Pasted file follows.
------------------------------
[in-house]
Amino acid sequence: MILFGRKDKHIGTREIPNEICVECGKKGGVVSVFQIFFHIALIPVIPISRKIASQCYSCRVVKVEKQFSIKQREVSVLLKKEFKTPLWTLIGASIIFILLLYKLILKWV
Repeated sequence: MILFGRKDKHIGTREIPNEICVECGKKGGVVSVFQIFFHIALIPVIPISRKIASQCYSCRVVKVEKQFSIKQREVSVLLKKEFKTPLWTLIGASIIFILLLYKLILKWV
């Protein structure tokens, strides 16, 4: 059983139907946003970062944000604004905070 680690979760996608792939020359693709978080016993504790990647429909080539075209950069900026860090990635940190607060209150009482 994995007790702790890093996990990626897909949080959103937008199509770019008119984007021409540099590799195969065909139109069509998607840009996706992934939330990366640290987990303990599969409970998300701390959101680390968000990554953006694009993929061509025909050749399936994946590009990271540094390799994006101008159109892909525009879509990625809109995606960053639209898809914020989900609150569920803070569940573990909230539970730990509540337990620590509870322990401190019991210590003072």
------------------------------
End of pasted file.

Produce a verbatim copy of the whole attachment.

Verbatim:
[in-house]
Amino acid sequence: MILFGRKDKHIGTREIPNEICVECGKKGGVVSVFQIFFHIALIPVIPISRKIASQCYSCRVVKVEKQFSIKQREVSVLLKKEFKTPLWTLIGASIIFILLLYKLILKWV
Repeated sequence: MILFGRKDKHIGTREIPNEICVECGKKGGVVSVFQIFFHIALIPVIPISRKIASQCYSCRVVKVEKQFSIKQREVSVLLKKEFKTPLWTLIGASIIFILLLYKLILKWV
């Protein structure tokens, strides 16, 4: 059983139907946003970062944000604004905070 680690979760996608792939020359693709978080016993504790990647429909080539075209950069900026860090990635940190607060209150009482 994995007790702790890093996990990626897909949080959103937008199509770019008119984007021409540099590799195969065909139109069509998607840009996706992934939330990366640290987990303990599969409970998300701390959101680390968000990554953006694009993929061509025909050749399936994946590009990271540094390799994006101008159109892909525009879509990625809109995606960053639209898809914020989900609150569920803070569940573990909230539970730990509540337990620590509870322990401190019991210590003072």